missed-flight-300x200Let’s face it, at one point in time in the next year you will be joining the throngs of people standing in a decade’s long line waiting for the three TSA Agents who are actually working to finish tearing apart the old lady’s handbag so you can have your naked body imaged and saved for all posterity. Once that ordeal is complete you file with the rest of the herd to your gate and then sit and wait because the airline told you to show up two hours early. Unless you are an aviation junkie–of which I am a proud member… as I type this I am listening to ATC conversations between Denver Tower and incoming and departing flights–you are will inevitably become bored to death and possibly miss your flight due to your unconscious boredom.

And then, just when you think you will be called to get into a thin, aluminum tube for a few hours, they tell you that your flight has been delayed, or worse yet, cancelled. Now what?

Unless you are in Amsterdam’s Schipol Airport with its Rijksmuseum where you canHong-Kong-Airport-golf peruse works by Rembrandt and Van Gogh, or Hong Kong International with its PGA regulation 9-hole golf course, or Singapore Changi and its two-story butterfly grotto, or Seoul Incheon where you can dress in traditional Korean garb or learn about about Korean culture at the UNESCO artifact museum, you are probably stuck in one of the other thousand airports that are dank, dull, concrete structures that reek of desperation and sadness. And then there’s La Guardia.

So, what are you supposed to do? Here are a few suggestions to make your next trip a bit more entertaining.

1. Look For Spies

get_smart-tvDespite all the cyber espionage that is going on around the world, there is still a need for boots on the ground. And these people have to get from place to place, too! Put on your Sherlock Holmes hat and stroll the concourse. Now, these people won’t be dressed in dark black trench coats with dark green Ray Bans over their eyes. Their government ids will be secreted within special pouches in their clothing. This will make it a bit more difficult to find them since they will be dressed like everyone else. However, you can spot some subtle differences between a regular traveler and a spy. Here are a few tips to help you be more successful:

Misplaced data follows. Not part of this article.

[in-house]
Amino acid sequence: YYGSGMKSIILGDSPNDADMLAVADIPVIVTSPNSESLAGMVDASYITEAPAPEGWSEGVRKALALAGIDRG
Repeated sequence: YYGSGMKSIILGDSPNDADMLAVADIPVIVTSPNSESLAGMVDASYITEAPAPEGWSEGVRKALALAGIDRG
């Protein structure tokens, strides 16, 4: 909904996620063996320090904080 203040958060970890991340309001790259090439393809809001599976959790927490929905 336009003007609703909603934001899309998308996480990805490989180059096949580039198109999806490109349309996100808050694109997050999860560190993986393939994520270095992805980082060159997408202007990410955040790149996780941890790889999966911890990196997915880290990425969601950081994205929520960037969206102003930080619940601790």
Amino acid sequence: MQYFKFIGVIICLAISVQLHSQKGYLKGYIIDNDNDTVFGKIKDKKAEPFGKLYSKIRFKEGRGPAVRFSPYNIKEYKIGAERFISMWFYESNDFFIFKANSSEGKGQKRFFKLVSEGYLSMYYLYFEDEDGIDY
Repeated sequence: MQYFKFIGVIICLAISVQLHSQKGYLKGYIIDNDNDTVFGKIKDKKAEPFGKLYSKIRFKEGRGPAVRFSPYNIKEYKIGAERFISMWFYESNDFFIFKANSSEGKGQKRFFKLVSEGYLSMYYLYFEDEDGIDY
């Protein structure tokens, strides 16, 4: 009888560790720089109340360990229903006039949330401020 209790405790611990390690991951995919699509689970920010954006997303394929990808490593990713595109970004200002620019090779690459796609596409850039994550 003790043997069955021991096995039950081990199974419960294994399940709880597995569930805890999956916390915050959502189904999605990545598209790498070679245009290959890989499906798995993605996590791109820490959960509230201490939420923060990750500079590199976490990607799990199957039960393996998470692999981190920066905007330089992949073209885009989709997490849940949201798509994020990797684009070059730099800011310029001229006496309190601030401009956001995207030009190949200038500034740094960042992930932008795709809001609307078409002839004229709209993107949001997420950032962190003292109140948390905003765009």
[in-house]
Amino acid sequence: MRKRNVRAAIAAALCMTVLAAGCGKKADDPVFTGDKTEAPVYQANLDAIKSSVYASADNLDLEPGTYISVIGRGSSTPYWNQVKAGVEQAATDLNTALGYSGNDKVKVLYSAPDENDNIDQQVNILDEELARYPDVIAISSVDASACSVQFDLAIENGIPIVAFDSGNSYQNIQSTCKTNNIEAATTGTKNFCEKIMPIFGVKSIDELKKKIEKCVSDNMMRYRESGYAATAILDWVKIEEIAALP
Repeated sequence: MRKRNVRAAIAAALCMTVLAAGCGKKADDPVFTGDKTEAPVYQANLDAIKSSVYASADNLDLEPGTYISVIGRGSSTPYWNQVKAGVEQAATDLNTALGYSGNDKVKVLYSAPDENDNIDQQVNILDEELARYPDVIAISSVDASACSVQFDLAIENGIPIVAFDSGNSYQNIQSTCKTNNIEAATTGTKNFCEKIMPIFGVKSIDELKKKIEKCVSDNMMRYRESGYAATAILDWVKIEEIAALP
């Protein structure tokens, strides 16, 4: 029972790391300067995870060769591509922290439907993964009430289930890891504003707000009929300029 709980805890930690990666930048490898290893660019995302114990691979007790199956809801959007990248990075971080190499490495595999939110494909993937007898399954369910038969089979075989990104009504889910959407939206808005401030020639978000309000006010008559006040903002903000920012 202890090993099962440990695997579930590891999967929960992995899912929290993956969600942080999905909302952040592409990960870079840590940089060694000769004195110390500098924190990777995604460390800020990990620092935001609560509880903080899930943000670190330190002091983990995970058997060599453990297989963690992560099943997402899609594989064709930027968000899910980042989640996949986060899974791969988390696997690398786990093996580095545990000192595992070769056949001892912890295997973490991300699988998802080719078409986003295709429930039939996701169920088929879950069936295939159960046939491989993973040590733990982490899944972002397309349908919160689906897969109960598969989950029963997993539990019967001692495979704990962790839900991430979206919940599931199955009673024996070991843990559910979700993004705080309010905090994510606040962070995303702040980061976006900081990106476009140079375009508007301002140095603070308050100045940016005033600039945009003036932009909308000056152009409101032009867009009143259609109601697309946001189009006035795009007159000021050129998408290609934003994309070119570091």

1. They’ll be more cautious about their surroundings. They may even be sitting alone.
  2. Are they exceptionally fit for someone their age? Do their hands show signs of fighting recently?
  3. Do they look too much like a tourist? It’s one thing to try to fit into your surroundings, but another to do so to the point of standing out.
  4. Are they traveling light? Most spies will have equipment waiting for them at their op-site.

Once you found the spy, what should you do?

Your civic duty, of course!

You should follow them. Follow them into Starbucks. Follow them into the bathroom. Sit behind them at the gate area. Make sure they know that you, a simple schmuck, were able to blow their cover.

2. Sit and listen to the shoeshine guys

These will be the cheeriest, happiest people you will see in an airport since the government did away with meeting your family at the gate. They greet every person who sidles up to their wooden and leather station with a hearty “Hello!” or “Glad to see you!” They take silence or grunts from the businessmen who plop themselves down on the seat and hide themselves behind a newspaper or magazine with the same innocent happiness a child has when you put desert in front of them.

And then the shoeshine guy goes about spit-shining and polishing expensive leather shoes scuffed from inconsiderate suitcases and narrow aircraft aisles and tells a story. Most of the time it falls on deaf ears as the men sitting on the worn leather seats fade into their own world. But the shoes, they listen. They hear a story about the time when the shoeshine guy was on patrol near Dak To and his unit stumbled upon a group of North Vietnamese soldiers withdrawing across the border. Those shoes hear about how his daughter is getting ready for prom and how the he doesn’t trust the boyfriend as far as he can throw him. But daddy’s girl is growing up and his wife says he needs to trust her. He can’t imagine letting her go away to college, and then walking her down the aisle. He tells them about his cousin in New Orleans who plays in a little jazz group and how Katrina nearly wiped out the club. But, he says with a boast, jazz survives anything. Every shoe gets a story whether the owner wants one or not.

Be the shoe.

3. Social deviance

Society has a set of norms that we all follow. Most are ones that we can live with. For example, don’t pick your nose then shake someone’s hand. The group-held “norms” help shape the society in which we live. We see them everyday from the handshake at the end clip_image001_thumbof a sports match to the thank you cards you write after you receive gifts. These are the unspoken guidelines that help society move from day to day and give us, the peasants, an understanding of how we should behave in certain environments. Airports have their own strict set of social norms and that makes them the best place to be a little deviant. Now, be careful with deviance. Criminal behavior is considered deviant and we wouldn’t want you doing anything that prevents you from getting to grandma’s house. Well, maybe in some cases. So, here are a few suggestions for deviating from the norm in the airport: